I am looking to upgrade the RAM on my Early 2009 iMac from 4GB to 8GB. According to the memory specifications it accepts PC3-8500 204-pin SO-DIMMs. However, will the iMac accept faster RAM (e.g. PC3-10600)? Supposing it does, is there any benefit to doing so?

For reference, here are the two types of RAM I'm considering:

5 Answers 5


There's no benefit in going with faster RAM because the speed is limited by what your motherboard supports (the early 2009 iMac has a 1066 Mhz frontside bus.) In theory the faster RAM should be able to work at the lower speeds and should be safe to install, however macs do tend to be fussy when it comes to RAM so I would recommend sticking to the RAM recommended in the system specs.


More often than not your mac will accept higher speed RAM. However it can cause problems; one example from the Apple Support Forums. You can find similar stories all over Apple forums. This is why I advocate sticking as closely to the specs as possible.

As to the advantage of possibly installing the RAM in a future computer, in 2 years you'll probably be able to get twice the RAM for the price (and be wanting to install twice the amount too.)

Lastly, if you compare the 2 chips you linked you'll notice that the 1333 memory has a CAS latency of 9, while the 1066 has a lower (better) latency of 7. So you're trading an imaginary upside for a real downside.

  • Aren't RAM chips able to detect which frequency they're running at and apply lower latencies where possible? Certainly HWiNFO implies this - as it shows a matrix of timings for each module, with frequency down the left and latencies along each row, which in my case indicates that lower latencies would be achieved when downclocking. e.g. I have one module that lists CL11 at 1600 MHz but apparently CL9 at 1333. Commented Oct 7, 2015 at 20:26

The Memory you have noted PC3-10600 is backwards compatible with PC3-8500 as noted here by Crucial "Memory speeds and compatibility" article.

Memory is designed to be backward-compatible, so generally speaking, you can safely add faster memory to a computer that was designed to run slower memory. However, your system will operate at the speed of the slowest memory module.

The only benefit is that for newer computers that you may purchase that can accept PC3-10600, you will already have the faster memory to put in it and you will not have to re buy your memory upgrade. This might be a really good option for you if you frequently buy new computers, eg. every year or two. This could pay off best when buying the largest capacity sticks that you can put into your machine and then carry your memory upgrade with you as you upgrade to newer computer/s. However with buying the largest modules that you can buy /afford you will be paying a premium price, so it is kind of a gamble that may or may not pay off depending on the prices of memory in the future. Just factor in how much your memory upgrade will cost, and if going to PC3-10600 will be cost effective for your needs or not.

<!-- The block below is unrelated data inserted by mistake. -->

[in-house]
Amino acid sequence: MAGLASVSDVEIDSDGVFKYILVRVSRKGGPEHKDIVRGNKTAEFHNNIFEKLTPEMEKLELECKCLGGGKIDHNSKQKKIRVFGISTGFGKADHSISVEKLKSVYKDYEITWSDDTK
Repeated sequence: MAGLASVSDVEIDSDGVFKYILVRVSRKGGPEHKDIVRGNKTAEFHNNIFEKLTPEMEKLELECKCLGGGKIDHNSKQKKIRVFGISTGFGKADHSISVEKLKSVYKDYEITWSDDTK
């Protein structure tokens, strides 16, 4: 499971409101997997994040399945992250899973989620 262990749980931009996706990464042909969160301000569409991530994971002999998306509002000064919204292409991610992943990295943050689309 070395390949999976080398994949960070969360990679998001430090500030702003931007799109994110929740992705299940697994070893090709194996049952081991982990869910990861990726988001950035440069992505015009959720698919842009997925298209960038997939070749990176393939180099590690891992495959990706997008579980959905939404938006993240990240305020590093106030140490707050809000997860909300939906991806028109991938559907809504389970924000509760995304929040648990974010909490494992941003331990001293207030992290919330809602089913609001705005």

I am currently using Kingston (2 x 4GB) 204-Pin DDR3 SO-DIMM DDR3 1333 (PC3 10600) in my early 2009 24' iMac. Everything is working properly.


I own an early 2009 24" iMac as well as two Mac minis and since memory is fairly cheap I was going to up one of the minis (model 5,2) to max ram and bought 8GB (two sticks) from Crucial. While the ram was in transit I read on another site that unofficially the 5,2 models could handle and identify 16GB ram.

So when the ram arrived I installed it into the 2009 iMac even though it was 1333mhz instead of 1066mhz raising it up from 4GB to 8GB the iMac booted and identified the ram correctly and has since been running fine. It has also been upgraded to OSX 10.8.2 from 10.6.8 all without any issues.

Since then I have also installed 16GB into the mini even though Apple lists it as maxin out at 8GB and it likewise has run without any hiccups as well. For the record I got my upgrade information from this site which even though they are vendors seem to be a good source of information on how to upgrade Macs more economically that the Apple store.

  • Did it actually boost the performance of your iMac?
    – To1ne
    Commented Aug 26, 2013 at 20:34

I installed 2x 2GB DDR3 1333 PC3-10600 into a late 2009 mac mini. Running 10.10.2, which struggles on the default 2GB.

It started up fine, and apps were so snappy, but then the crashes started. The machine is completely unstable, with kernel panic errors every 30 odd seconds forcing a restart.

Sadly the original 2GB RAM has gone back in.

I'd recommend sticking to PC3-8500 for this spec mac.

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